3 Best Drones for RTK Mapping Surveys

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Drone mapping is considered one of the up-and-coming markets for drone technology, especially as industrial firms and real estate companies start to recognize the cost, speed, and benefits of using drones. The thing about drone mapping is that not just every drone pilot can do it. Even when using a basic photogrammetry technique, drone mapping has a high technical barrier to entry.

Even within drone mapping, there are several tiers of technical expertise. Doing LiDAR surveys requires more specialized knowledge compare to photogrammetry. The same can also be said for RTK or PPK-based surveys, which are much more technical and require more equipment than a GPS survey. In this article, we take a detailed look at RTK technology. What is it, and what are its benefits? What drones available today can do RTK surveys?

A background on drone mapping without RTK


Just about any drone equipped with a GPS module and a camera (or other sensors) can be used for drone mapping. The idea behind it is simple. An onboard GPS module receives signals from GPS satellite on the Earth’s orbit. Using a triangulation process, the location of the drone can then be accurately determined using a standard geodetic reference system.

In the case of photogrammetry, the GPS location of the drone allows each photo the camera takes to be “geotagged.” This means that each photo becomes associated with a geographical area based on the drone’s GPS location. It doesn’t stop there, though. By using the data derived from the drone’s inertial measurement unit (IMU) and gimbal, the mapping software can determine how the tilt of the drone and the camera angle affects the location of every single pixel in each photo.

The thing about GPS technology is that it’s far from perfect. Any signal dropouts or drifting of the drone due to the wind can cause errors in GPS location reading, which could get as high as 5 to 10 meters. Mapping professionals reduce this error within the range of 1 to 3 meters by establishing ground control points (GCPs), pre-determined points on the ground, which will be captured in the aerial photos for the map.

The locations of these GCPs in the same geodetic reference system are determined using much more accurate methods. Using this information, GCPs act as “anchor” points in the aerial map, or references by which all points in the map are measured from to reduce the overall error. In common survey practice, a minimum of four GCPs needs to be established – one for each of the four corners of the survey area.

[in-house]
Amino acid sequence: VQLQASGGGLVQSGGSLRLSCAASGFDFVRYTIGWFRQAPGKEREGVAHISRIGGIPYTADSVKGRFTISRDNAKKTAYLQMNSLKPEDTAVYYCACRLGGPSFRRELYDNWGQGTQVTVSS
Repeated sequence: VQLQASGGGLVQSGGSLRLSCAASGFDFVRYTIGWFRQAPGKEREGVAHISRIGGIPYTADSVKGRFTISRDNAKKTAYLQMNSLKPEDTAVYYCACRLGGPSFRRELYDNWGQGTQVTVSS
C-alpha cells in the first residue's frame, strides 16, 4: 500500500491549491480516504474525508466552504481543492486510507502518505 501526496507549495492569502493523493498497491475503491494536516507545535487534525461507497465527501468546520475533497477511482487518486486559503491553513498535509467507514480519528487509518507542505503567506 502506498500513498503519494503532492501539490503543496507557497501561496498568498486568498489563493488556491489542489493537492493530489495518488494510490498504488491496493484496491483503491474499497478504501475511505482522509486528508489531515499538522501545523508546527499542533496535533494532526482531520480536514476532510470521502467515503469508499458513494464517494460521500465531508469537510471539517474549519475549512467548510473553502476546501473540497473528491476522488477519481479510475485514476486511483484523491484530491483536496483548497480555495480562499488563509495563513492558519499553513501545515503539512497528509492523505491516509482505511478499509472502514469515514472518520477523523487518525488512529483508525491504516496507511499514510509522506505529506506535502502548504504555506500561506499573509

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While GCPs are a great aid in improving survey accuracy, they also take a lot of time and effort, and subject field personnel to unnecessary hazards. Creating GCPs involves physically accessing the areas in which they are to be sited, which may not be practical or even realistic across all settings. Thus, while traditional mapping methods using GCPs have been reliable, they are also limited.


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What is RTK?

Real-Time Kinematic (RTK) technology improves GPS accuracy by using a method of differential measurements. An RTK system consists of a module mounted on the drone and a base or ground station located somewhere within the survey area. You can think of the ground station as a single, continuously operating GCP. Each GPS measurement made by the drone is measured against its distance from the ground station. Should there be a discrepancy, real-time error correction is made.

What are the benefits of using RTK?

1. Better survey accessory

The single most significant benefit of using RTK in drone surveys is the increased accuracy. Most RTK technologies boast of being able to achieve centimeter-level accuracy. Repeated trials have confirmed this claim, with most RTK-enabled surveys able to attain errors only in the 2 to 3-centimeter range.

2. Helps in marketing

For many industrial clients, the massive accuracy boost of RTK technology is considered priceless. Massive construction plans or real estate contracts can be heavily affected by a few meters error in measurement. Drone mapping professionals who have RTK technology also gain a massive marketing boost. As you can probably tell by now, RTK equipment is quite expensive, so not many companies who offer aerial mapping have them. This technological advantage can easily make a company stand out from the rest of the competition.

Does RTK have any limitations?

1. Not always reliable

The RTK workflow requires the onboard RTK module and the ground station to be in constant communication with each other. Unfortunately, this isn’t always possible. Some survey areas have skyscrapers, apartment complexes, trees, hills, and cliffs. These large obstacles tend to get in the way of signal reception. When the communications between the two objects get severed, the RTK module will either take standalone location measurements or create RTK-float data. Either way, not having a reliable connection invalidates the accuracy of RTK.

2. Cost

It’s safe to say that getting a high-quality RTK setup will cost you much more than a typical camera drone. A complete RTK package, including a drone with a mounted RTK module and a ground station, will cost at least $6500. There are also high-end options that can cost up to $14,000. Considering that you can get a good camera drone for less than $2000, upgrading your survey capabilities to RTK technology will require some serious cash. Not only is there a technical barrier for entry to RTK-based surveys, but it’s apparent that it’s also financially challenging.

What drones are capable of RTK-based mapping surveys?